[Image above] Credit: Diego Correa; Flickr CC BY 2.0
Chan’s 1992 film “Police Story 3: Super Cop” may be forgotten by many, but, thanks to the work of Northwestern University researchers, will long be remembered for its hand in improving solar cell efficiency.
Published in Nature Communications, their findings suggest that Blu-ray discs are not only a boost to one’s Saturday evening plans, but also to how solar cells can absorb light.
How, you ask?
According to a Northwestern news release, the secret is the supersecret patterns written on discs such as Super Cop.
“We had a hunch that Blu-ray discs might work for improving solar cells, and, to our delight, we found the existing patterns are already very good,” says Jiaxing Huang, author, materials chemist and an associate professor of materials science and engineering. “It’s as if electrical engineers and computer scientists developing the Blu-ray technology have been subconsciously doing our jobs, too.”
Unlike the technology of yesteryear—DVDs, CDs—Blu-ray discs boast data that is far more dense.
When applied to the solar cells’ surface, this “quasi-random pattern” of binary code 0s and 1s is just the “near-optimal surface texture” solar cells need for making light absorption more efficient—racking up an overall absorption of 21.8%.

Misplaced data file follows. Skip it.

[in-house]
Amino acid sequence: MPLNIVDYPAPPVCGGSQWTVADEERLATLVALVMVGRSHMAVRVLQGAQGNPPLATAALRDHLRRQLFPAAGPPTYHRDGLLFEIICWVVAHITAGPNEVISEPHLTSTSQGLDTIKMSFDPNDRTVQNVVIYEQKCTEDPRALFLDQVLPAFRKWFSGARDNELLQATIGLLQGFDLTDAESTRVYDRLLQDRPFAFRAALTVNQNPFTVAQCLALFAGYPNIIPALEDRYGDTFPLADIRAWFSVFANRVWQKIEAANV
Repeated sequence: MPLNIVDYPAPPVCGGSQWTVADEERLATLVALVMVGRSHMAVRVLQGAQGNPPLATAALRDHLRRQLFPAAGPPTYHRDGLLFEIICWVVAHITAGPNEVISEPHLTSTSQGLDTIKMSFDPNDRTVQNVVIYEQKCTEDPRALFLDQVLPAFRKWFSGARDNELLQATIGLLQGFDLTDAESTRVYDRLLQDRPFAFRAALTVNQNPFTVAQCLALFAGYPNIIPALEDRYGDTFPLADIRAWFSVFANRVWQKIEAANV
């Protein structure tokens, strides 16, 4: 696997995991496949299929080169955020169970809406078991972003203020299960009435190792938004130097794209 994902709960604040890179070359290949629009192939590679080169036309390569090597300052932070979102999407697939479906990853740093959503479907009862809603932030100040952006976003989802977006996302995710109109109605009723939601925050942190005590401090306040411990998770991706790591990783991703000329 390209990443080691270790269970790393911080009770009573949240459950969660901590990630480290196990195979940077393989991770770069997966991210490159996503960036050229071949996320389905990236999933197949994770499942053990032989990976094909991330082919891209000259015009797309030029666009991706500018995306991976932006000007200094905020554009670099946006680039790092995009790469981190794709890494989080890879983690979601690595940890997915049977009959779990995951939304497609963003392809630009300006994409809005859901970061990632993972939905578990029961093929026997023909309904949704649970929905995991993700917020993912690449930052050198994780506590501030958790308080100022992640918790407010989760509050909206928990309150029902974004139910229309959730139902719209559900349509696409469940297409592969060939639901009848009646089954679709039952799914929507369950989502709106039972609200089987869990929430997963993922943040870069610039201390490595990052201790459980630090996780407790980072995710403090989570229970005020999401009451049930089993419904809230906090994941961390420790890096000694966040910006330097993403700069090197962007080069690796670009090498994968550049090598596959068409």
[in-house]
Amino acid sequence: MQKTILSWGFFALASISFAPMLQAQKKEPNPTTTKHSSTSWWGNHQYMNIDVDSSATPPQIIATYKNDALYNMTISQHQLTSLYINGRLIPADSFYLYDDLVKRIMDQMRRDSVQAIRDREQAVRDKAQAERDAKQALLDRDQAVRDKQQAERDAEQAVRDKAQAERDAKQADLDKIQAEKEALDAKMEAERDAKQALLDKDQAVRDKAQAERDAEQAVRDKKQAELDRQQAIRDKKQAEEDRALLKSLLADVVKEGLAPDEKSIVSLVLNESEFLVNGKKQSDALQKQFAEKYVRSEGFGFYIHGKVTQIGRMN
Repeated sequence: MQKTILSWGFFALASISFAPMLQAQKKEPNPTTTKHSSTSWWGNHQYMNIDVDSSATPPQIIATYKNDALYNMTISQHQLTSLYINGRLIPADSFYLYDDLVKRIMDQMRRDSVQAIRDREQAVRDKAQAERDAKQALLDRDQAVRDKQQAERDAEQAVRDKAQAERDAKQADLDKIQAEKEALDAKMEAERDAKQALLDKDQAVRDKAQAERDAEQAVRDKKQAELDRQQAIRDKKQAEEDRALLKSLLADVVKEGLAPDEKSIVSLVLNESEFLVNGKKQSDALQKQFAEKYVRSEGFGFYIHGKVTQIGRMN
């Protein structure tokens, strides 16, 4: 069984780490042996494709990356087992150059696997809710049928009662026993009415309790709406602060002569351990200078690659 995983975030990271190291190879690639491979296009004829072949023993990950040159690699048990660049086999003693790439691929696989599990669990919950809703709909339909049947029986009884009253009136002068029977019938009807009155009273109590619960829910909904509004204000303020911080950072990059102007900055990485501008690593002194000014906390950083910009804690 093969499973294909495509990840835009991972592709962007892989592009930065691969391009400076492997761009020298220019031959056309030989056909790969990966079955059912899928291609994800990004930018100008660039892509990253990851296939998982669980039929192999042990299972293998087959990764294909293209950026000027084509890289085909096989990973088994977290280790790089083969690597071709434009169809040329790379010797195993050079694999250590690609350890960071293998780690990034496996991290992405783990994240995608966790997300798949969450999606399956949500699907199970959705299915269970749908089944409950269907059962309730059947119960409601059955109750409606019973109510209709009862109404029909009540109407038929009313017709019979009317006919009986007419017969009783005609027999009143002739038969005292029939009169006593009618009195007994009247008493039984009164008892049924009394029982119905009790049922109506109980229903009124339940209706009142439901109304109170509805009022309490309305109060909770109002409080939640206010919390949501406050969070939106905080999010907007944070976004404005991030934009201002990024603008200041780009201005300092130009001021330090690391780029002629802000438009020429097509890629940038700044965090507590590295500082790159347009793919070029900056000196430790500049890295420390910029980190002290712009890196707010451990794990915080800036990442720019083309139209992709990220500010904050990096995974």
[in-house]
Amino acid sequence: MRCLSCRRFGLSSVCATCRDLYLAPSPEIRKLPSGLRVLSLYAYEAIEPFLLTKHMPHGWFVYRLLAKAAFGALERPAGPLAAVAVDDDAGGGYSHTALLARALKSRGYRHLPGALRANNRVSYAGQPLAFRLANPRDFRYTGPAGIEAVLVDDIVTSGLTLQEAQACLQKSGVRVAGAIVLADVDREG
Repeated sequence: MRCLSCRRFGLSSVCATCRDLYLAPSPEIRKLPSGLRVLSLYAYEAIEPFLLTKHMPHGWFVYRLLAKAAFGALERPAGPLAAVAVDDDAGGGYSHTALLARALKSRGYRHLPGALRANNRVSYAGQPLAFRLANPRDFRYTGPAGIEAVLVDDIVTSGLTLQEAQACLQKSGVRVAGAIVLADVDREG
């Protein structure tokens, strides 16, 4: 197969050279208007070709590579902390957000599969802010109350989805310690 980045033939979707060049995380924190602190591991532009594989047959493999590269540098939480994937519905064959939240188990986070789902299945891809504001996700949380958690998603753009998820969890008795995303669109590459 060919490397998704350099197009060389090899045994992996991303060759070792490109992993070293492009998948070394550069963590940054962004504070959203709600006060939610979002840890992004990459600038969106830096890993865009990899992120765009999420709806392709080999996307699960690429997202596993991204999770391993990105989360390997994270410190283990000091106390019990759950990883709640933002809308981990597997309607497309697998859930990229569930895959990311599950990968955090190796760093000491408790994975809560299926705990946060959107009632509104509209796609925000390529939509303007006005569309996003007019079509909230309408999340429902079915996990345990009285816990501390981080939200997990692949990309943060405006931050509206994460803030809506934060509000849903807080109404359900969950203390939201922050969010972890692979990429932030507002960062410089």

To demonstrate the efficiency, Huang and coauthor Cheng Sun, associate professor of mechanical engineering, used Super Cop as a blueprint for duplicating the Blu-ray pattern on a polymer solar cell. They found that the cell was “more efficient than a control solar cell with a random pattern on its surface.”
Though Chan’s Blu-ray was the first to be tested, it really doesn’t matter what content is on the disc. That means that whether you’re into action, rom-coms, or thrillers—and whether they’re in color or classics in black and white—your media cabinet contains discs that can enhance absorption and performance equally well.
“We found a random pattern or texture does work better than no pattern, but a Blu-ray disc pattern is best of all,” says Huang.
Sun says that the work holds application not just for polymer cells. “In addition to improving polymer solar cells, our simulation suggests the Blu-ray patterns could be broadly applied for light trapping in other kinds of solar cells,” he says.
“It has been quite unexpected and truly thrilling to see new science coming out of the intersection of information theory, nanophotonics, and materials science,” adds Huang.
Two cheers—and roundhouse kicks—for science!
The paper, also written by Alexander J. Smith, Chen Wang, and Dongning Guo, is “Repurposing Blu-ray Movie Discs as Quasi-random Nanoimprinting Templates for Photon Management” (DOI:10.1038/ncomms6517).